In the Name of Alterity: the Insufficiency and Necessity of Political Hospitality in Welcoming the Foreigner

Open Access
Author:
Arnold, Tony James
Area of Honors:
Philosophy
Degree:
Bachelor of Arts
Document Type:
Thesis
Thesis Supervisors:
  • Leonard Richard Lawlor, Thesis Supervisor
  • Michael Paradiso Michau, Thesis Supervisor
  • Vincent M Colapietro, Honors Advisor
Keywords:
  • Jacques Derrida
  • Emmanuel Levinas
  • the Other
  • hospitality
  • aporia
  • deconstruction
  • alterity
Abstract:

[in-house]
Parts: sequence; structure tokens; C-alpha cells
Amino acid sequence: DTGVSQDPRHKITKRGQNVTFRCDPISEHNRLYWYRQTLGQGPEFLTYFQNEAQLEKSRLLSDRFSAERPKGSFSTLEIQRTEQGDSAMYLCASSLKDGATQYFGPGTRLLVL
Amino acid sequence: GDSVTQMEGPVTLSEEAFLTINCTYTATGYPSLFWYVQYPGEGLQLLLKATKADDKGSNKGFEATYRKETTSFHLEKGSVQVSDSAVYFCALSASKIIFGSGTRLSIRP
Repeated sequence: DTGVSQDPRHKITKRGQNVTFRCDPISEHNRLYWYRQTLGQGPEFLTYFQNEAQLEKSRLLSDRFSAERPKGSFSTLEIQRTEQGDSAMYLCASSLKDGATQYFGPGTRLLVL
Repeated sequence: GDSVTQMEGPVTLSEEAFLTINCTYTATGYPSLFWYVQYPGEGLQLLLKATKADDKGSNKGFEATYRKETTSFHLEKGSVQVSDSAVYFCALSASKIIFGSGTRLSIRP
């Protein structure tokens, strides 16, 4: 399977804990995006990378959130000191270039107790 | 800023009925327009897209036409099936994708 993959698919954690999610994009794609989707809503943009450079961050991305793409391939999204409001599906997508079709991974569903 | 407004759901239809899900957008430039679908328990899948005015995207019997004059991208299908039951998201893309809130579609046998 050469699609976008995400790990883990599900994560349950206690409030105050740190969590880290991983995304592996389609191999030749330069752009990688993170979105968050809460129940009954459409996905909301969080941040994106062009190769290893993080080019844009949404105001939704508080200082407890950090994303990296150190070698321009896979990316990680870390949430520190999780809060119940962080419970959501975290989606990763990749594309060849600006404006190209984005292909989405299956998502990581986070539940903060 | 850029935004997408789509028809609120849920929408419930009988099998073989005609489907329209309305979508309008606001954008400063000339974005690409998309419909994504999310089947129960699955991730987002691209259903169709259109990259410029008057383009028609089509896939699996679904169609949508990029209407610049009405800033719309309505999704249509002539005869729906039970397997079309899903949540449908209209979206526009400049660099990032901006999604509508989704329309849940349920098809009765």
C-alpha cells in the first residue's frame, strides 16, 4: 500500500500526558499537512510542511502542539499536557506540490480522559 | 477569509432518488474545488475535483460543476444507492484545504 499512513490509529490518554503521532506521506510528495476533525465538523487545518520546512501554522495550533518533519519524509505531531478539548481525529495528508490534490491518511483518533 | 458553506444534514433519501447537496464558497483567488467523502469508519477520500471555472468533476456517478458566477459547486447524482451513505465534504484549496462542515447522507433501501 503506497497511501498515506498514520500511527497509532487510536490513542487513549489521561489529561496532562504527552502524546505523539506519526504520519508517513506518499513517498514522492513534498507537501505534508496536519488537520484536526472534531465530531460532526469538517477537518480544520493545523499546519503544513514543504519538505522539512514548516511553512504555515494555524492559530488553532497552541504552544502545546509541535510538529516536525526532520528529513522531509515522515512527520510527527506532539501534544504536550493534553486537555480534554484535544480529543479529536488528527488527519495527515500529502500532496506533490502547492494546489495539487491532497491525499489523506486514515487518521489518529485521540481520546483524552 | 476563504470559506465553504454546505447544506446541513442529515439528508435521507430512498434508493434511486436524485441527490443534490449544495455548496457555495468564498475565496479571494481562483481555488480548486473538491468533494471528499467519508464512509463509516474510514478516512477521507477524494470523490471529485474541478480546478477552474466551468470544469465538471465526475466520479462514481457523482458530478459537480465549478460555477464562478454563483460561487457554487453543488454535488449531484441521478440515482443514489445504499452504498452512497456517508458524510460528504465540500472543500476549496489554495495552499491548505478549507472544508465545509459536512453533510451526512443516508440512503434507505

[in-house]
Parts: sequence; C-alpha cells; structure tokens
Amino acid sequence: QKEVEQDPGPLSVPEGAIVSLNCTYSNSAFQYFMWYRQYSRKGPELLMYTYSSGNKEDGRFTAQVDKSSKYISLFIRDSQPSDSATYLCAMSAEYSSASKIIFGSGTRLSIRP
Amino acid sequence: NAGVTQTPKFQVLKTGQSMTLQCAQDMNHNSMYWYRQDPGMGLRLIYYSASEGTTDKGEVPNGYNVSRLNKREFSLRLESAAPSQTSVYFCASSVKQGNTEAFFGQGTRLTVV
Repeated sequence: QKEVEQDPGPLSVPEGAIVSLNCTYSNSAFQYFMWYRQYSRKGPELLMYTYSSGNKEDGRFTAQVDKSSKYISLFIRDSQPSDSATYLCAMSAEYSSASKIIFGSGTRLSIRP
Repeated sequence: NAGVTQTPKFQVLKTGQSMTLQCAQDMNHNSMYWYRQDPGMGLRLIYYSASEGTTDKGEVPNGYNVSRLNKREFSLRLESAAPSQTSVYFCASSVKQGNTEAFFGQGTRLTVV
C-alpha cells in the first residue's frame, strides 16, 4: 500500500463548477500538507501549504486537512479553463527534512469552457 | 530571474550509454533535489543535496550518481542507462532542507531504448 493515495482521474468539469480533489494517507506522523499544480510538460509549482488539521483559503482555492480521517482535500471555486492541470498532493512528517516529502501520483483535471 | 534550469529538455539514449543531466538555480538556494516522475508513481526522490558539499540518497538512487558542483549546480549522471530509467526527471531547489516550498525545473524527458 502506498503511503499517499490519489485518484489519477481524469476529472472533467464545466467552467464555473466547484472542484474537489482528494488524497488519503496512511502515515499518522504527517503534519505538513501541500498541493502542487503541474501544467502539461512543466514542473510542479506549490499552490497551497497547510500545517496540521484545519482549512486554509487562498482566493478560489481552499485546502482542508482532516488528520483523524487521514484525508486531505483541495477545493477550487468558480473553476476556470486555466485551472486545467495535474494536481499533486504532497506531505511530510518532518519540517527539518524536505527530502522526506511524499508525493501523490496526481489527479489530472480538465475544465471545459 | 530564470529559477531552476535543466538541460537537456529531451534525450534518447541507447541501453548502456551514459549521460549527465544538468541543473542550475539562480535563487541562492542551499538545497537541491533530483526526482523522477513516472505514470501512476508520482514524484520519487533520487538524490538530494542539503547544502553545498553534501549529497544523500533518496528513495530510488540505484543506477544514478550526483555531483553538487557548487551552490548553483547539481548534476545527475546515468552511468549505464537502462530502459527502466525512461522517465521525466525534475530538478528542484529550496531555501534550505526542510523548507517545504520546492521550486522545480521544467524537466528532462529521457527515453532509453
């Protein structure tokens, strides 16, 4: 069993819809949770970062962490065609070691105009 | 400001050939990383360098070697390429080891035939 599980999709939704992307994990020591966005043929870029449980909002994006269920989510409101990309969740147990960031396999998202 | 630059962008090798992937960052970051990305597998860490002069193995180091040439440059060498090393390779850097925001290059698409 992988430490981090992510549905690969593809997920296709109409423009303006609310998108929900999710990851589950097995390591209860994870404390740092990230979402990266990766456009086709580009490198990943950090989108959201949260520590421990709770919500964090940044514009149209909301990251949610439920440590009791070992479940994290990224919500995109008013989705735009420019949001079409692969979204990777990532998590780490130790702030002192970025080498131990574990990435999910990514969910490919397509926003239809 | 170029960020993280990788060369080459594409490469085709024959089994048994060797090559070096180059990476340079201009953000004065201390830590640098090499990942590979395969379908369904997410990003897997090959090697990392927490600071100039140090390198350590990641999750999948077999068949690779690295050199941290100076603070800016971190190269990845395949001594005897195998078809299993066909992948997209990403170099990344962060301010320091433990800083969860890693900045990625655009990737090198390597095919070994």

Franco-Algerian philosopher Jacques Derrida devoted a substantial corpus to the exploration of hospitality. Derrida did not conceive of this topic in a merely mundane manner: the provision of sustenance and shelter to guests in our homes. Rather, Derrida used such a conception of hospitality as a skeleton upon which to develop a body of thought that ultimately results in an impasse, or what Derrida calls an aporia, between an unconditional requirement of hospitality that is ideal but impossible to practice, and a conditional limitation of hospitality that is imperfect but always offered in actuality. What I attempt to do in this essay is to explore an aporia that calls for us to both (1) welcome the guest, particularly the foreigner-guest, face-to-face, without asking anything, even a name, of him or her, but to also (2) intelligently calculate the risk that is presented by particular guests and types of guests, and, furthermore, to recognize and call the guest by his or her proper name, that title which makes him or her individual. The proper name is the primary vehicle by which this essay travels through the Derridean conception of hospitality (a conception heavily influenced by Derrida’s longtime interlocutor, Lithuanian-born Judeo-French philosopher and Talmudic commentator Emmanuel Levinas). We discover how crucial the name is to identifying the guest in a number of ways, and thus how it is used against the guest to associate him or her with certain threats. However, there is something friendly in the name as well, and this is ultimately what the essay advocates: to transport the inherently friendly and welcoming spirit of unconditional hospitality to its conditional counterpart.